Ted Smith

Though the last edition was dedicated to Jack Herer, it seemed appropriate to me to wait until we were celebrating the 15th anniversary of the International Hempology 101 Society to pay tribute to him.

You would not be reading this if Jack had done something else with his life. Hempology 101 would not exist, at least not in its present form, if The Emperor Wears No Clothes had never been printed. Indeed, hemp might not have become legal in Canada, with farmers in the U.S. trying to do the same, if this man had not become a cannabis crusader decades before me.

When I first went to Hempology 101 in Jan. 1995, I wanted to legalize cannabis because it was far too obvious to me that the drug war was a failure, and I loved smoking herb. Going into Hemp BC was almost overwhelming for a newly arrived, small-town Ontario boy who had never been into a hemp store. It did not take me long to decide I should move from Vancouver to Victoria to expand upon Hempology 101, and write a textbook so others could empower themselves with knowledge of this plant and its many benefits.

It was ten years after The Emperor Wears No Clothes. Experimental crops of hemp were already being grown in Ontario, with signs indicating it would become legal soon. Numerous hemp products were available, but it was clear that only the surface had been scratched. My training in economics helped me understand the vast potential of hemp. Developing hemp industries for environmental and economic benefits seemed an admirable goal.

My family, on both sides, have been farmers in Canada since 1804 and 1806. Reading The Emperor Wears No Clothes made me realize my family, society- at-large, and Mother Nature had been coerced by special interest groups. Hempology 101 taught me how to fight back, for my family, my government, and my home planet.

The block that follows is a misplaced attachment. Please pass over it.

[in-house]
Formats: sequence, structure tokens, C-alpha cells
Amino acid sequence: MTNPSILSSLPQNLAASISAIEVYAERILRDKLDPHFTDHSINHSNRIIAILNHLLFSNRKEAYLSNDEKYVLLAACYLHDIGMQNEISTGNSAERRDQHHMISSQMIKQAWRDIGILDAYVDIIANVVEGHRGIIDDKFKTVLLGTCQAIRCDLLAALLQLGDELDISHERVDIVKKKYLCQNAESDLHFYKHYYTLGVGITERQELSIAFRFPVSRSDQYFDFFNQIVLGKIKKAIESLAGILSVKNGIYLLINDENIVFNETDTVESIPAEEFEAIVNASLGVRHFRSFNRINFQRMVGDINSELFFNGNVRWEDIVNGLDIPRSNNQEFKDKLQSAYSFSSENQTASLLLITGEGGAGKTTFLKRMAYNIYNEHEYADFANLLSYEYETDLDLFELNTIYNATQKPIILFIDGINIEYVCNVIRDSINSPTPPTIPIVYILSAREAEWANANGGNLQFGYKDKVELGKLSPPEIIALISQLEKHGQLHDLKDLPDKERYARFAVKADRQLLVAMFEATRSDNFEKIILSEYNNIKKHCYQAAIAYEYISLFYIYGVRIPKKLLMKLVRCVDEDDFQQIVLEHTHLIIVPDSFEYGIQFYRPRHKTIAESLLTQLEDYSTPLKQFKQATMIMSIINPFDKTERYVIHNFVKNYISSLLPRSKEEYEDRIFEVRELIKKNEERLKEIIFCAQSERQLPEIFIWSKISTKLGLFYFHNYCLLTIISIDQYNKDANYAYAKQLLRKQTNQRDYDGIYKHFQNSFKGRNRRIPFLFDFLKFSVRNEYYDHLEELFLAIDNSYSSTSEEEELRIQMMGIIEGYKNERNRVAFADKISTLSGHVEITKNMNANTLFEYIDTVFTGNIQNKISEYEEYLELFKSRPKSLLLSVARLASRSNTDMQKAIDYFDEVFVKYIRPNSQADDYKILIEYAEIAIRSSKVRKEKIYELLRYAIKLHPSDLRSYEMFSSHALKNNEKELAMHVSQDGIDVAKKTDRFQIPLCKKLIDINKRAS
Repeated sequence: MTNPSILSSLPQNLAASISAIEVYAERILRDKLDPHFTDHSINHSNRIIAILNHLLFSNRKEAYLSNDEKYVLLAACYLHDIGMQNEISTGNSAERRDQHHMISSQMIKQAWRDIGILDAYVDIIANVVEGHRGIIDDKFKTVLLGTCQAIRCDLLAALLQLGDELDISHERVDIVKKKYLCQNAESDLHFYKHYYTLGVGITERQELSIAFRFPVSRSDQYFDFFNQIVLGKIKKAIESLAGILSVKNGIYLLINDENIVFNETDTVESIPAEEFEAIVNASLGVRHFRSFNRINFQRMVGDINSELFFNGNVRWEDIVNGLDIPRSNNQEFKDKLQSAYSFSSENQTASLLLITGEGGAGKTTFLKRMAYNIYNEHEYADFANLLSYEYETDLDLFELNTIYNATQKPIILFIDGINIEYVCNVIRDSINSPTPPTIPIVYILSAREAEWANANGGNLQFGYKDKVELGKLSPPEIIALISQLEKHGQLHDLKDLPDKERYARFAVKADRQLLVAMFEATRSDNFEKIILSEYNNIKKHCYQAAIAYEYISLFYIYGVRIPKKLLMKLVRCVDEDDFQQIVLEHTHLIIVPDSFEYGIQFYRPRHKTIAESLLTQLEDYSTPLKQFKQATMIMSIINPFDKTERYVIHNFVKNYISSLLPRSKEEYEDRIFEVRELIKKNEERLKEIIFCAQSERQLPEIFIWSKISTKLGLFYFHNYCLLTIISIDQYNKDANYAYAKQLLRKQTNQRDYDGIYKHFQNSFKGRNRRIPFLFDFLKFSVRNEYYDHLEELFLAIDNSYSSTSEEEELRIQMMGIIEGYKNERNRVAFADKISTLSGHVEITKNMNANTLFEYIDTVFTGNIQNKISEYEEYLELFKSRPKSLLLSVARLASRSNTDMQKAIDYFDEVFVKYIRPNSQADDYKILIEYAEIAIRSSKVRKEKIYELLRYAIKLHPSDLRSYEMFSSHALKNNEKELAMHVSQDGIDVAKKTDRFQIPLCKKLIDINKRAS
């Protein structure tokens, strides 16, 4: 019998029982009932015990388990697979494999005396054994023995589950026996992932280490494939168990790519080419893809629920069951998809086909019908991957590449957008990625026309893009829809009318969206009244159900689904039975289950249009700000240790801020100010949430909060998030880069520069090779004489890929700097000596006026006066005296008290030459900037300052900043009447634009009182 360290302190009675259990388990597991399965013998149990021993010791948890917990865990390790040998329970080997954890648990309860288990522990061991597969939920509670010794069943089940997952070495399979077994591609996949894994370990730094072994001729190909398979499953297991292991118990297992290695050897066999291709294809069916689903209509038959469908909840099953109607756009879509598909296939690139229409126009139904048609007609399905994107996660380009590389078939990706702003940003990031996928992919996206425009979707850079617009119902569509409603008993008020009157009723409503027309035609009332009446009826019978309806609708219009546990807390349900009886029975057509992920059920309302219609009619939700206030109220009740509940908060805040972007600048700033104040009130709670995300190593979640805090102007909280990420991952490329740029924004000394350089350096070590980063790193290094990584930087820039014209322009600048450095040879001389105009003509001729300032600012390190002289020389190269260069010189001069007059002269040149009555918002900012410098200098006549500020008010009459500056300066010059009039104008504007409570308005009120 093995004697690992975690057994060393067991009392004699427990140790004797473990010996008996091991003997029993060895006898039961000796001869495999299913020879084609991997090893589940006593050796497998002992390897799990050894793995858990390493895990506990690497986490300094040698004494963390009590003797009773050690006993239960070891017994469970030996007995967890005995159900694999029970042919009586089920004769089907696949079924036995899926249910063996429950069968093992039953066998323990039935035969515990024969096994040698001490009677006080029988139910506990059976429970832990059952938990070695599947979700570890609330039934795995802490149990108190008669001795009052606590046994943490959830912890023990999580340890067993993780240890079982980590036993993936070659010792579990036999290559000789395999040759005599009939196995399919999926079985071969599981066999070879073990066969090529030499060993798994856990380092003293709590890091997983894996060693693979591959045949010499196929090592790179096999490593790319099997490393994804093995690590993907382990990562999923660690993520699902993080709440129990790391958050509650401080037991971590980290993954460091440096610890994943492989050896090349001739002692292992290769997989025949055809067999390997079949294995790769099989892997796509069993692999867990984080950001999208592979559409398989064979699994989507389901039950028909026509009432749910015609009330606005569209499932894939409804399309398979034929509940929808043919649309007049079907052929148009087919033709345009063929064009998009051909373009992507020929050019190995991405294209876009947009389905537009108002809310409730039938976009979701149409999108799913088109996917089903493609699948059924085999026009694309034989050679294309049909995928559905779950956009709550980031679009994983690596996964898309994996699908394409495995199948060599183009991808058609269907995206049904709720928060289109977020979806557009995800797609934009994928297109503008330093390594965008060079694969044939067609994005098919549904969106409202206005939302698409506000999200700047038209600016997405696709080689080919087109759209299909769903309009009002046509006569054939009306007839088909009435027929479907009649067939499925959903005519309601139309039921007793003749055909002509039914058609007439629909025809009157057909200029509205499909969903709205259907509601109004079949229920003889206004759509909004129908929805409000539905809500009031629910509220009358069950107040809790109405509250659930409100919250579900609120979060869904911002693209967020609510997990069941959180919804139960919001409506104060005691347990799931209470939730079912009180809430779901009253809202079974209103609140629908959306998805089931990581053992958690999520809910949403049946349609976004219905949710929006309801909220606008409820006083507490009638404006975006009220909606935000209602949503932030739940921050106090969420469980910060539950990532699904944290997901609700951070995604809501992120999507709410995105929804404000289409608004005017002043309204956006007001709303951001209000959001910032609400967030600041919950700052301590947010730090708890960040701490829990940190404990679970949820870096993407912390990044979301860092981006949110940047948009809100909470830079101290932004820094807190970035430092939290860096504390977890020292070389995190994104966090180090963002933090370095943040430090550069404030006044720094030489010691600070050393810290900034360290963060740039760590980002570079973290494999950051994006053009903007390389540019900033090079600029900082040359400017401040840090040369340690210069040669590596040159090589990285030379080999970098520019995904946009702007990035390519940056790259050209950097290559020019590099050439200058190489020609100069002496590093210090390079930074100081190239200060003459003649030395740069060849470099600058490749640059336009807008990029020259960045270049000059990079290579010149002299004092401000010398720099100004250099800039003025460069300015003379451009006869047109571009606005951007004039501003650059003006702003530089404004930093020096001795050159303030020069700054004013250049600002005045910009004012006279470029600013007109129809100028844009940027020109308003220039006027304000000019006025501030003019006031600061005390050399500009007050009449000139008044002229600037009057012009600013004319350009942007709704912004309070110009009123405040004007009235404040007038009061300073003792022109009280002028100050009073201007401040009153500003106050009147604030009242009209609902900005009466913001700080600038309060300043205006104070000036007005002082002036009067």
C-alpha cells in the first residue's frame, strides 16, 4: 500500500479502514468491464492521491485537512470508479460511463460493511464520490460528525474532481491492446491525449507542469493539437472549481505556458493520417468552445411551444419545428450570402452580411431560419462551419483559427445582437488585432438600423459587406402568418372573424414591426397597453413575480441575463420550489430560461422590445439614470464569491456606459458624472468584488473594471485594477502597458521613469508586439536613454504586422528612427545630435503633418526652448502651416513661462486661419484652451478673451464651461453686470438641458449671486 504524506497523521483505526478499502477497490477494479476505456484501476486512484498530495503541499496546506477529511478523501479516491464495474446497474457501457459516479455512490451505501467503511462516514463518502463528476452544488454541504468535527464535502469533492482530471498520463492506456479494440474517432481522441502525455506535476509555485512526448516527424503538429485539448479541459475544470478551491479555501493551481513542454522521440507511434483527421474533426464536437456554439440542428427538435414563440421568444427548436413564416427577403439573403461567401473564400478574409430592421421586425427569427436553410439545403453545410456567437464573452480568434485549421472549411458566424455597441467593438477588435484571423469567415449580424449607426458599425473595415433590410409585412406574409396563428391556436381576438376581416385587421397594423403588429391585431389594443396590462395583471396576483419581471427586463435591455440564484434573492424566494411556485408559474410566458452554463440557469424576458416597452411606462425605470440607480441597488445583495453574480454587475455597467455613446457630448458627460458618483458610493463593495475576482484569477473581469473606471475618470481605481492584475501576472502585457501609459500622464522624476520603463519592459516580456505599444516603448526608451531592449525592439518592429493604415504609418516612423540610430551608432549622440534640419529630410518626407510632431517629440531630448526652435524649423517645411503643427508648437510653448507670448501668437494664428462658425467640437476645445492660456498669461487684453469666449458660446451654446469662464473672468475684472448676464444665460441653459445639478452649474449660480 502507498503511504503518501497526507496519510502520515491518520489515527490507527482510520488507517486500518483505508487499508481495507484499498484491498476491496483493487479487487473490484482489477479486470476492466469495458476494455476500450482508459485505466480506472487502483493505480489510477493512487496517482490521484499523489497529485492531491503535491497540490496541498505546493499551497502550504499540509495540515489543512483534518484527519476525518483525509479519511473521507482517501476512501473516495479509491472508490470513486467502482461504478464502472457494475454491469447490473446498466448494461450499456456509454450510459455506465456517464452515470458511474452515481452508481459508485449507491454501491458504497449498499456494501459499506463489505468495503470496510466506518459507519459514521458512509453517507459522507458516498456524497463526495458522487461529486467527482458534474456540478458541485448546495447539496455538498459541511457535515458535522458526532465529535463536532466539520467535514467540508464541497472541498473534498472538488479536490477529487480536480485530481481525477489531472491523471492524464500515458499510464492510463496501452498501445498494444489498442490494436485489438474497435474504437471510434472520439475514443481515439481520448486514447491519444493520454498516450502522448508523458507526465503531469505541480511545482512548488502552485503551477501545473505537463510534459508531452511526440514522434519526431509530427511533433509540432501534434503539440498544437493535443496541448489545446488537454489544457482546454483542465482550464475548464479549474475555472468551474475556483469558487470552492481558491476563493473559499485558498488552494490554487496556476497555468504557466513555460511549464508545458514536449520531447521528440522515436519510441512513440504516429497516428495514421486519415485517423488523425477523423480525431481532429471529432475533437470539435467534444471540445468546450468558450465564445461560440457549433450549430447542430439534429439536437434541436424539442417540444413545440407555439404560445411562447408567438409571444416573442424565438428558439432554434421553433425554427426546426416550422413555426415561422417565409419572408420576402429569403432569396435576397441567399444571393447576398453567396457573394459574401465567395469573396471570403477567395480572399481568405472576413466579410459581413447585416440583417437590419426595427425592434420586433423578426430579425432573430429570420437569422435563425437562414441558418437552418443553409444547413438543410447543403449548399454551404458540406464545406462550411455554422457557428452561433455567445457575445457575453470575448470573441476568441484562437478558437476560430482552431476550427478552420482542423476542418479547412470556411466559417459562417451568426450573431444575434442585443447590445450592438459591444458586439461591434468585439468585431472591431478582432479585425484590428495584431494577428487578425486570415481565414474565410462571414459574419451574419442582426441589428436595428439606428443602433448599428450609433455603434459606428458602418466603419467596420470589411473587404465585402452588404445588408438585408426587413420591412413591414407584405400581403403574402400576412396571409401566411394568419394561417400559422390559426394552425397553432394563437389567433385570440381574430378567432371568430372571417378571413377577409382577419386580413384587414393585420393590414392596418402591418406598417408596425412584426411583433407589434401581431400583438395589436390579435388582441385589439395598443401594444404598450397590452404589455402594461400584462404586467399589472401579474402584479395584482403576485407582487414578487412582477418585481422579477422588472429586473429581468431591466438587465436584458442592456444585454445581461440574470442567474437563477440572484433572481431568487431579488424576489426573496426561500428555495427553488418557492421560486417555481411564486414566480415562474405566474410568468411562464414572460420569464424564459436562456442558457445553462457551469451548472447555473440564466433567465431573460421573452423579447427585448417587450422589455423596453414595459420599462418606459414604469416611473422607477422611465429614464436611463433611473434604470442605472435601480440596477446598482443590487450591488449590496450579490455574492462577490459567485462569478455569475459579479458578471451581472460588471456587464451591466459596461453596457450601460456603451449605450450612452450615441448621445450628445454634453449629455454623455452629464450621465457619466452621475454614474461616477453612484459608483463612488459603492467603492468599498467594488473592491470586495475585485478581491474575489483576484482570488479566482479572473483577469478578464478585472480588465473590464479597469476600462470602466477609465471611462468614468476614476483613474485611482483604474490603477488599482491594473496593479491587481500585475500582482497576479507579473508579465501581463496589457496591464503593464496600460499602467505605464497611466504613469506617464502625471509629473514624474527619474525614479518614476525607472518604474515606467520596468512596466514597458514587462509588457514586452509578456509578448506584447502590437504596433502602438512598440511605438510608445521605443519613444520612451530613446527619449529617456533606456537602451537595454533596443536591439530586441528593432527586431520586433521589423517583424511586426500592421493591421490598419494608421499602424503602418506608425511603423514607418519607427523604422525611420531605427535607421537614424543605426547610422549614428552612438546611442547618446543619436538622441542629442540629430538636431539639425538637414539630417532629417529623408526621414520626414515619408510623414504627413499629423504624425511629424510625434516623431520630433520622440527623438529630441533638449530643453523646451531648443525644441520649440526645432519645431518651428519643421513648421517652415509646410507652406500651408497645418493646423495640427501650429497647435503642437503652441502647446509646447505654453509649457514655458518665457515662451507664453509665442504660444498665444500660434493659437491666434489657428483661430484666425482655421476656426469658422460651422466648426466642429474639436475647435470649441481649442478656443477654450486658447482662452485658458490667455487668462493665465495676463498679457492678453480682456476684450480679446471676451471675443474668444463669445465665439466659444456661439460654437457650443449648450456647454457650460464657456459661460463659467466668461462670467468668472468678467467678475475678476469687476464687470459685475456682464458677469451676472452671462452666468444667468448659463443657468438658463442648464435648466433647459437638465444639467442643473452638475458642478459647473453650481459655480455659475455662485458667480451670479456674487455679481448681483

Since the first Wednesday night meeting at the Whale Wall in Sept. 1995, we have organized about 1,800 rallies, lectures, conventions, game shows, press conferences, Team 420 games and parties, as well as meetings of the board of directors and various committees. Recently we turned our newsletter into this newspaper, the Cannabis Digest, giving us the ability to inform the public about various legal and medical issues while building a network of cannabis-friendly, small businesses.

Not being allowed in the U.S., I never had the chance to meet Jack Herer and personally thank him. It would have been an honour to tell Jack all of the things I have done to try to bring the cannabis plant back into mainstream society. I would have loved to show him the CBC of C, and it would have brought me great pleasure to introduce him as the keynote speaker at a Hempology 101 Cannabis Conven- tion. He would have laughed watching me test contestants in Reach for the Pot, and gotten a good sleep after eating a couple cookies. Sadly, I will never get that chance. What I can do, though, is carry on his legacy.

If Hempology 101 has been successful at anything, it has been in building community. Our work with the CBC of C has created a direct link to medical users, compassionate growers, and those brave enough to be on the front line. Our gatherings have helped cannabis lovers connect with each other in ways that would not otherwise be possible, giving devoted activists a chance to share their message. Help- ing people lose their fear of the law by publicly smoking herb in small groups while flying cannabis flags and denouncing cannabis laws on a loudspeaker, has further undermined any hope these laws are really enforceable at all.

Thank you, Jack. Thank you for bringing hope to the world, for reminding us of our past, and for inspiring others to help make this a better world.